String Quartet No. 8 in E major, Op. 80, B57

Opus number


Burghauser catalogue number


Date of composition

20 January – 4 February 1876 (revision: 1888)

Premiere - date and place

(?) 19 November 1888, Hamburg

Premiere performer(s)

(?) Marwege, Oberdörffer, Schmehl, Klietz

First edition

Simrock, 1888, Berlin

Main key

E major

Parts / movements

1. Allegro
2. Andante con moto
3. Allegro scherzando
4. Finale. Allegro con brio


approx. 27 min.

composition history

Dvořák wrote his String Quartet in E major during a period in which his works were characterised by unusual melancholy and reflection. The work appeared in close proximity to his nostalgic Piano Trio in G minor, and shortly before he embarked upon the first version of his Stabat Mater. Dvořák produced the quartet in a single sweep over the space of a mere fourteen days at the end of January and beginning of February 1876. He gave the work the opus number 27 yet, since he inexplicably only offered it to his publisher Simrock twelve years later, the work eventually came out in print in 1888 under a different number, Op. 80.

general characteristics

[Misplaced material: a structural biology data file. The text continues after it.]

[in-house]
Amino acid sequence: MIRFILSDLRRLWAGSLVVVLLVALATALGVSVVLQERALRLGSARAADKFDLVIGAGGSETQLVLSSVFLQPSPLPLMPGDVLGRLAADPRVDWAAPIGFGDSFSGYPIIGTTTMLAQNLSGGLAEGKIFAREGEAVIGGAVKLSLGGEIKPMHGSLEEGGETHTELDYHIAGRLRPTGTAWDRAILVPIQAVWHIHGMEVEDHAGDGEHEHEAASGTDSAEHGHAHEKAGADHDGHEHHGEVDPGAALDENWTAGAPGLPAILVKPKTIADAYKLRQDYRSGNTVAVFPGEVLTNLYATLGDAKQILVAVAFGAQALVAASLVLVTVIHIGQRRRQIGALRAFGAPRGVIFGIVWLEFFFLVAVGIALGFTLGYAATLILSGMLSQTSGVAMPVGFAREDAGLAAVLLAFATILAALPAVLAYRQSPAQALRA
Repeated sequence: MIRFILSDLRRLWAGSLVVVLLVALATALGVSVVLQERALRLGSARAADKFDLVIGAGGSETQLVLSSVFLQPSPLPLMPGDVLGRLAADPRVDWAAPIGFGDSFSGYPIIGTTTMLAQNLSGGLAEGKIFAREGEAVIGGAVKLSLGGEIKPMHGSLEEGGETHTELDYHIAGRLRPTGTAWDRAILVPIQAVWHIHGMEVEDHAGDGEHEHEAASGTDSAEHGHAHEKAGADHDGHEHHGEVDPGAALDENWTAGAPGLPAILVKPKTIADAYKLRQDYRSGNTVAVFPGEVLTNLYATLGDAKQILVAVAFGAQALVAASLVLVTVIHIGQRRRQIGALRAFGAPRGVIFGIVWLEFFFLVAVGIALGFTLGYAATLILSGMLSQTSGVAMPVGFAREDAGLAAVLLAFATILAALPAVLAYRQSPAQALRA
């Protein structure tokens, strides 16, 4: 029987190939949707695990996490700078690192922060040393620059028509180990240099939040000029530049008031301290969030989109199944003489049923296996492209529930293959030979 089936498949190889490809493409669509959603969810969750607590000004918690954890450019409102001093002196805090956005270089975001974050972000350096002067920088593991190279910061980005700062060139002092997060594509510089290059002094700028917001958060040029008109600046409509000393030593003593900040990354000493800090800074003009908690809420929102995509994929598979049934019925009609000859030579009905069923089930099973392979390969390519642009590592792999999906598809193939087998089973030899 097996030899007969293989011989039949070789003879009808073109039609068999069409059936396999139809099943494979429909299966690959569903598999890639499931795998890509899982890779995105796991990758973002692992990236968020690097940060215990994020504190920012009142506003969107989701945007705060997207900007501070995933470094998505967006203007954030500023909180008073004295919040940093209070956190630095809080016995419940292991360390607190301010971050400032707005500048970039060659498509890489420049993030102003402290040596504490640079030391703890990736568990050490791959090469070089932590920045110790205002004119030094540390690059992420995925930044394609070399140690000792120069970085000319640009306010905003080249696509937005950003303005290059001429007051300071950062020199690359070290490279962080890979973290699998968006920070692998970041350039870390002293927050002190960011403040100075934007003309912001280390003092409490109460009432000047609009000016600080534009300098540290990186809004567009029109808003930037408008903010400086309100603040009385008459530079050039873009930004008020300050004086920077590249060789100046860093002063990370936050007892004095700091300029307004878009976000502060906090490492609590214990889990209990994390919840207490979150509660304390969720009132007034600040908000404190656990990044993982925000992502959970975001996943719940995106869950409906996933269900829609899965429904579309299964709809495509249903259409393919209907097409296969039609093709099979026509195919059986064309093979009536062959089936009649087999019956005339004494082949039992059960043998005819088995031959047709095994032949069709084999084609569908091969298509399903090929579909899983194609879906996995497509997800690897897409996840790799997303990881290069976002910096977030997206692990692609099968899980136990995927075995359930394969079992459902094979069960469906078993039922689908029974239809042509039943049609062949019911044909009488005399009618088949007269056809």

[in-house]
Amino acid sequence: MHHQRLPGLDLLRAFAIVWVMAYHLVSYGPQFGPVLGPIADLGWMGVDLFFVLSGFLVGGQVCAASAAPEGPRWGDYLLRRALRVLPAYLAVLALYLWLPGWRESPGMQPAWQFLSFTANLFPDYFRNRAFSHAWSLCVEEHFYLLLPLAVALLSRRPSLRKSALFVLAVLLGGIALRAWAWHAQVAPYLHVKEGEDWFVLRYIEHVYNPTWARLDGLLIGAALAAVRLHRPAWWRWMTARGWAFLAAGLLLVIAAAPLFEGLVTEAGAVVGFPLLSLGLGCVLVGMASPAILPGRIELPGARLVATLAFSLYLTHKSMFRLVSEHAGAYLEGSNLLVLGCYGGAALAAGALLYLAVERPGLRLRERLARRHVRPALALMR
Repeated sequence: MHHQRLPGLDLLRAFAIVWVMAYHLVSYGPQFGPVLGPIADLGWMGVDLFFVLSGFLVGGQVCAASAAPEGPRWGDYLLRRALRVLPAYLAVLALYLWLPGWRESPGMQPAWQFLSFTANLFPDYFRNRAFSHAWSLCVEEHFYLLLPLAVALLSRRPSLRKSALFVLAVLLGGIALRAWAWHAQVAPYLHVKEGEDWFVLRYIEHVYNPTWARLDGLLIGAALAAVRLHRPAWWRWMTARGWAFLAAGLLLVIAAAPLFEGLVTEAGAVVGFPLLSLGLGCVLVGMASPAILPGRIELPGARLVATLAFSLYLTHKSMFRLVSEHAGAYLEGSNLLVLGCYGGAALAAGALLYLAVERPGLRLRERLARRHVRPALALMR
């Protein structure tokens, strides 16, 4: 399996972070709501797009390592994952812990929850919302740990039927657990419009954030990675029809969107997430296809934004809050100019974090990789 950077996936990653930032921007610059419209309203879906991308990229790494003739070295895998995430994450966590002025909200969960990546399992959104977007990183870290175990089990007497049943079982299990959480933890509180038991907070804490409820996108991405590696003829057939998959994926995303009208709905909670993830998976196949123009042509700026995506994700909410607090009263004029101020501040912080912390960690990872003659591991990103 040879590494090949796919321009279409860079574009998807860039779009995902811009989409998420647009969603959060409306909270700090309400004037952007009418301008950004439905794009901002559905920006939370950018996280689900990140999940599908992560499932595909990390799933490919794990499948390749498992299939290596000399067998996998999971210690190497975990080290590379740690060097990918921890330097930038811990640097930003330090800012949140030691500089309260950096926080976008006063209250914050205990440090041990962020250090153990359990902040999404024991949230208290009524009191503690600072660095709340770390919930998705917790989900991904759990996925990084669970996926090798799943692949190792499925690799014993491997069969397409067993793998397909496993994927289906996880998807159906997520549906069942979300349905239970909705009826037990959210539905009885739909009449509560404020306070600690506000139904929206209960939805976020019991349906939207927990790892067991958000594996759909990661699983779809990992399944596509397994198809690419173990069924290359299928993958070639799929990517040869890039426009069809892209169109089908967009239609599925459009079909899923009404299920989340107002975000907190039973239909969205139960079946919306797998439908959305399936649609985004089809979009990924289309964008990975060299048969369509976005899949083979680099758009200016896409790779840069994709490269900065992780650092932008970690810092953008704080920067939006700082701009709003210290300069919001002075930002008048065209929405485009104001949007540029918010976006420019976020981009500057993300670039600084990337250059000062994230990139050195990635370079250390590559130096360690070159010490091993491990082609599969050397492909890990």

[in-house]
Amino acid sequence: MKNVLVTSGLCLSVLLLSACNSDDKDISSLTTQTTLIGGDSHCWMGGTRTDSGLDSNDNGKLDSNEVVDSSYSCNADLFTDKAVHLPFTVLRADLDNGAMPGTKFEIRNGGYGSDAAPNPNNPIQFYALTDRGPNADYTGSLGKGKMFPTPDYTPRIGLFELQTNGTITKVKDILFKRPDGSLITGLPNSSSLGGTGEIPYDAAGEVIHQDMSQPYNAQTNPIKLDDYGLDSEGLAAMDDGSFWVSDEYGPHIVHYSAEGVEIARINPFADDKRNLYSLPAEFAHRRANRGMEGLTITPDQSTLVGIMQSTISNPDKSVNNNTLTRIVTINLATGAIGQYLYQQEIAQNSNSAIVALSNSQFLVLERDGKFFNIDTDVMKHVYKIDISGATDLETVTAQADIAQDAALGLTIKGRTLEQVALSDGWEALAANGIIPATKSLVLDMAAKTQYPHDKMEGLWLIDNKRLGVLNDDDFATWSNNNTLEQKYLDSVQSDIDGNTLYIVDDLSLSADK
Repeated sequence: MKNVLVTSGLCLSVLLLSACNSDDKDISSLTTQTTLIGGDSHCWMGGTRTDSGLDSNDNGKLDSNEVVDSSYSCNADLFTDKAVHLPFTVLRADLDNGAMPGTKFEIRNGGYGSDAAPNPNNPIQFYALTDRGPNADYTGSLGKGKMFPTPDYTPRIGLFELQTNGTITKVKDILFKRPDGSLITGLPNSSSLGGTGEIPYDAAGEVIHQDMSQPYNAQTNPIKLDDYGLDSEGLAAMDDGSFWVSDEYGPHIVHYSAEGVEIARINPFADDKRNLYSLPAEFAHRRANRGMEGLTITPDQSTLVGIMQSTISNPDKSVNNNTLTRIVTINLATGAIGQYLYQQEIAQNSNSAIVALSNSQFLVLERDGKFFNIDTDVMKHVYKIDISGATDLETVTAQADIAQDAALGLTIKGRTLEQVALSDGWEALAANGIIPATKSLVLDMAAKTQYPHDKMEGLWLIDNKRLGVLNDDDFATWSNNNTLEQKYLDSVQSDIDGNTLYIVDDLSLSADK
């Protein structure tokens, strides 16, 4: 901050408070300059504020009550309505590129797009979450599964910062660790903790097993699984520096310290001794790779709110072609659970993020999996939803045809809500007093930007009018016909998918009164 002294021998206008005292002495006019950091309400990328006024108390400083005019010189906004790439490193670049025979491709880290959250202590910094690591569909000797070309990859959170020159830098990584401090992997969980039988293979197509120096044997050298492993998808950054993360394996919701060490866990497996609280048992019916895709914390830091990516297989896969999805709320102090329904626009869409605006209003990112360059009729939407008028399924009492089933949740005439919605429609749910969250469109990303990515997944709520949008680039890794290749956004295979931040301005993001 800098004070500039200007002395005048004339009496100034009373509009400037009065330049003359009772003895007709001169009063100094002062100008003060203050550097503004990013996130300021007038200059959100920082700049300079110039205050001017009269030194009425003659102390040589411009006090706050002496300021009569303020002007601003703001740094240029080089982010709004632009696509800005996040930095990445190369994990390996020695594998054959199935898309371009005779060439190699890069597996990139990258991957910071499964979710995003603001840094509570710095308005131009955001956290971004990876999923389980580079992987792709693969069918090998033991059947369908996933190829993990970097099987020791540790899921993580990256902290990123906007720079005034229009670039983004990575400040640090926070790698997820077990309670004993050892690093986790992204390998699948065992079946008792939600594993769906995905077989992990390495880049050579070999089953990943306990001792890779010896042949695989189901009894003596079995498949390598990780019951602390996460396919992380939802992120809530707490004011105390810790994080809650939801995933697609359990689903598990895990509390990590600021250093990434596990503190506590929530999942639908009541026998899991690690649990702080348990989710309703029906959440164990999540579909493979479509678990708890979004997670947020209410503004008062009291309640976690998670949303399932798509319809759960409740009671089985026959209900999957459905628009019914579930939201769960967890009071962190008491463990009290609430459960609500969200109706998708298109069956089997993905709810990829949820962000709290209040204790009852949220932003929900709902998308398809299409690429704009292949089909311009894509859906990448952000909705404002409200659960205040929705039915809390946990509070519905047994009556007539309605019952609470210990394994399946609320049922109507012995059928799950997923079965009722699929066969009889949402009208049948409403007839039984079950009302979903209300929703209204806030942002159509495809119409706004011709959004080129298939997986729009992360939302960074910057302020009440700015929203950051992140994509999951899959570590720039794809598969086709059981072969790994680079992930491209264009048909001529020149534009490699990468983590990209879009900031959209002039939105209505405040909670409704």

Dvořák’s Quartet in E major heralds the beginning of a series of mature string quartets. While this work is written in a major key, its prevailing mood is gloomy and nostalgic. The music largely moves around in a minor key yet, even when it establishes itself in a major key, its tenor is not entirely consistent nor indeed joyful. In its overall expression, Dvořák looks to his great example, Franz Schubert. This is one of the first works in which Dvořák achieves convincing unity of content and formal excellence, and in which the thematic treatment is honed down to the last detail. The first and fourth movements are written in traditional sonata form with the deviation that the fourth movement does not begin in the fundamental key of E major, but in the unrelated key of G sharp minor. This is an approach Dvořák had already used in several of his earlier works. The character of the second movement anticipates his later dumkas, the only difference being that the piece for the time being lacks a contrasting lively section. The second subject of the first movement also has a distinctly Slavonic flavour. The third movement is a three-part scherzo in the style of a melancholic waltz which, in the middle section, gives rise to a theme with sharp, rhythmical accents.